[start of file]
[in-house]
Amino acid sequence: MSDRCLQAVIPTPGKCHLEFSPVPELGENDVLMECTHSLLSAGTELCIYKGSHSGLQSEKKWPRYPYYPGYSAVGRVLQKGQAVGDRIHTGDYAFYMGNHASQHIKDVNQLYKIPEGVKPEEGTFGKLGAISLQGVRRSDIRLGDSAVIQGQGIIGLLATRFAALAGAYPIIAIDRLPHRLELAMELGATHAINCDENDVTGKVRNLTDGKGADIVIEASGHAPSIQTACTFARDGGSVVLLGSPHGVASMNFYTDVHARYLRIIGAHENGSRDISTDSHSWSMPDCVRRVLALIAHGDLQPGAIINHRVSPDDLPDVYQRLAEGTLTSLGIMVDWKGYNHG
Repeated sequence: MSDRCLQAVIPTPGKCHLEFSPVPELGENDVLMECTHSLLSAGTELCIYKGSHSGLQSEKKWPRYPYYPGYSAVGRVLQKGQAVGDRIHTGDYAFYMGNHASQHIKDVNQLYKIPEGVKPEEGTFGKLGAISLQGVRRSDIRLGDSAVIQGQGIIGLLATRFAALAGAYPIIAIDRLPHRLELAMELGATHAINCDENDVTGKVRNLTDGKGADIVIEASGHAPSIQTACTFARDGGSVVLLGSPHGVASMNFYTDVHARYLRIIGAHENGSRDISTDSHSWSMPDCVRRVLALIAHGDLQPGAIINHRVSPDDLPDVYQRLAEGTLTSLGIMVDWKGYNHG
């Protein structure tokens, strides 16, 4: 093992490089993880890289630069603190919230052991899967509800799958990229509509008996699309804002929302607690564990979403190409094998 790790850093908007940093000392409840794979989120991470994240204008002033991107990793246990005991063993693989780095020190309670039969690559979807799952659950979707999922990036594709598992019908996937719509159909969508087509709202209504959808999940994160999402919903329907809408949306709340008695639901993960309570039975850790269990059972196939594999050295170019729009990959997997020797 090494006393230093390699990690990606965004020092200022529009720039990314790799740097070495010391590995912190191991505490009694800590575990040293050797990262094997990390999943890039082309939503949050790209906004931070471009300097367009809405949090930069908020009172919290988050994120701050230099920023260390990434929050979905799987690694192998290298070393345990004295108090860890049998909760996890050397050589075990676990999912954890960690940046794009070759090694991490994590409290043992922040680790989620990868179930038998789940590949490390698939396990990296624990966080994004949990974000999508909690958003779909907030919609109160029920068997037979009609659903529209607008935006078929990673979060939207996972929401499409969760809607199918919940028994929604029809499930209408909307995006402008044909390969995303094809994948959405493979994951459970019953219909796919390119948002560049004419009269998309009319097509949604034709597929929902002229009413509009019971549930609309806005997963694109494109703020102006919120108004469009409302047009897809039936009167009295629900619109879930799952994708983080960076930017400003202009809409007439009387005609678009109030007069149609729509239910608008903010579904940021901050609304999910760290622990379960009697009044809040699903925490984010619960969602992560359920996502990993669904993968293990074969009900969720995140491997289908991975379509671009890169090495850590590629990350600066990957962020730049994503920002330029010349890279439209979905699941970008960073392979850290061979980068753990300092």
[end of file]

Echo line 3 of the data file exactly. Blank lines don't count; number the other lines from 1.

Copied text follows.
Repeated sequence: MSDRCLQAVIPTPGKCHLEFSPVPELGENDVLMECTHSLLSAGTELCIYKGSHSGLQSEKKWPRYPYYPGYSAVGRVLQKGQAVGDRIHTGDYAFYMGNHASQHIKDVNQLYKIPEGVKPEEGTFGKLGAISLQGVRRSDIRLGDSAVIQGQGIIGLLATRFAALAGAYPIIAIDRLPHRLELAMELGATHAINCDENDVTGKVRNLTDGKGADIVIEASGHAPSIQTACTFARDGGSVVLLGSPHGVASMNFYTDVHARYLRIIGAHENGSRDISTDSHSWSMPDCVRRVLALIAHGDLQPGAIINHRVSPDDLPDVYQRLAEGTLTSLGIMVDWKGYNHG